The Basis:  “Schrodinger’s Cat” is a famous thought experiment, meant to address the problem with quantum uncertainty.  At the time, a popular theory among debaters of quantum mechanics is that subatomic particles might exist in multiple states of being simultaneously, until actually observed via some sort of measurement device.  Erwin Schrödinger, who disagreed, proposed a hypothetical situation which illustrated the absurdity of the claim:  A cat is placed in a sealed box with a bottle of deadly poison and a single radioactive particle.  A tamper-proof device in the box, linked to a Geiger counter, is set to break the bottle if the radioactive particle decays.  The decay of radioactive particles is somewhat of an uncertain science, thus it cannot reliably be known when, or even if, the particle will decay.  As such, according to the popular theory the cat would be both alive and dead simultaneously, because the particle has both decayed and not decayed simultaneously.  As a “living-yet-dead” creature is a paradox, Schrödinger argued that just because you can’t observe something doesn’t mean it can be multiple “somethings” at the same time; it must be one or the other, regardless of the ability to observe it.

The Question:  What separates a living creature from a dead creature?  Physically there is no difference between a body that’s alive and one that’s dead.  So what’s the difference?  Brain function.  The brain controls the activity of every vital organ, and when the brain stops working, the body is certainly dead. But more importantly, it is a human’s consciousness which sets it apart.  When humans are awake, they perceive the world around them.  So what happens to their perception when they sleep?  What happens to their perception when they dream?  What happens to their perception when they die?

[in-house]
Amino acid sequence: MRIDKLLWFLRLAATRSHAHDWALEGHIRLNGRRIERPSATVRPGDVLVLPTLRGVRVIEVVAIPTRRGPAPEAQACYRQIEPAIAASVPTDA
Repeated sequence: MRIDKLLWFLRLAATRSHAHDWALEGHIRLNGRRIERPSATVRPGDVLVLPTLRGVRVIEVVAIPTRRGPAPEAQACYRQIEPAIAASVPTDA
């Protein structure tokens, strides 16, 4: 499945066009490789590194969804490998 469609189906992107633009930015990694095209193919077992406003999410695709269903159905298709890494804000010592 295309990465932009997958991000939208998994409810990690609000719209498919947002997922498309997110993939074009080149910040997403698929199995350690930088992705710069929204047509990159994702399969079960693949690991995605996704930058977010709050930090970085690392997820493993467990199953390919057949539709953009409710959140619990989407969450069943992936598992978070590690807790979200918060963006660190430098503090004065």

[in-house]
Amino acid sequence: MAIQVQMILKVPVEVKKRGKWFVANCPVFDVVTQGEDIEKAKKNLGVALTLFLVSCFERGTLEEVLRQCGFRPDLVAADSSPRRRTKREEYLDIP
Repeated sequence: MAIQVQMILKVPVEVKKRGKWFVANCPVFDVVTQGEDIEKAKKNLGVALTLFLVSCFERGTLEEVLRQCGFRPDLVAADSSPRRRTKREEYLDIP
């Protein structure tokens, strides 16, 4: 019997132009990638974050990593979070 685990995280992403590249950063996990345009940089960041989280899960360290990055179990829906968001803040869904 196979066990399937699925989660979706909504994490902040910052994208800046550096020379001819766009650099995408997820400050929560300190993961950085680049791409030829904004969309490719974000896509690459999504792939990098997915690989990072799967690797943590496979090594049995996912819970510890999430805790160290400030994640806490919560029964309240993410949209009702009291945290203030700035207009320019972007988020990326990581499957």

The Idea:  A character—perhaps a cat, perhaps a human, but definitely sapient—possesses this paradoxical trait of being both alive and dead at the same time.  Such a character would need to be in a setting where there is a definite afterlife, and where this afterlife is not a one-way street.  This character would not be a zombie or a ghost, which could also be considered “alive-yet-dead”, because it would be more accurate to say such creatures are the exact opposite:  neither alive nor dead.  Instead they would experience the effects of life and death simultaneously.  As a corpse gains no special benefits to physical effects upon it simply by being a corpse, the character’s body would be indistinguishable from that of a living creature, and requires all a living creature’s needs.  The special part is their consciousness.  They would experience both the real world and the afterlife simultaneously, because they (including their mind) are both alive and dead.  Their body would exist on the physical plane, and their spirit in the plane of the afterlife, but both would still be controlled by a single mind.  The complication is, however, that this character’s brain is still mortal, and bound by mortal limitations.  They may be both alive and dead, but this hardly means their brain can fully contemplate what this means, or take full advantage of it.  They may try to focus on one plane, then another, or both, but there is never-ending confusion as they are forced to life in a constant paradox of existence.


{Little late on the posting here, but has the day really ended if you haven’t gone to bed yet?}


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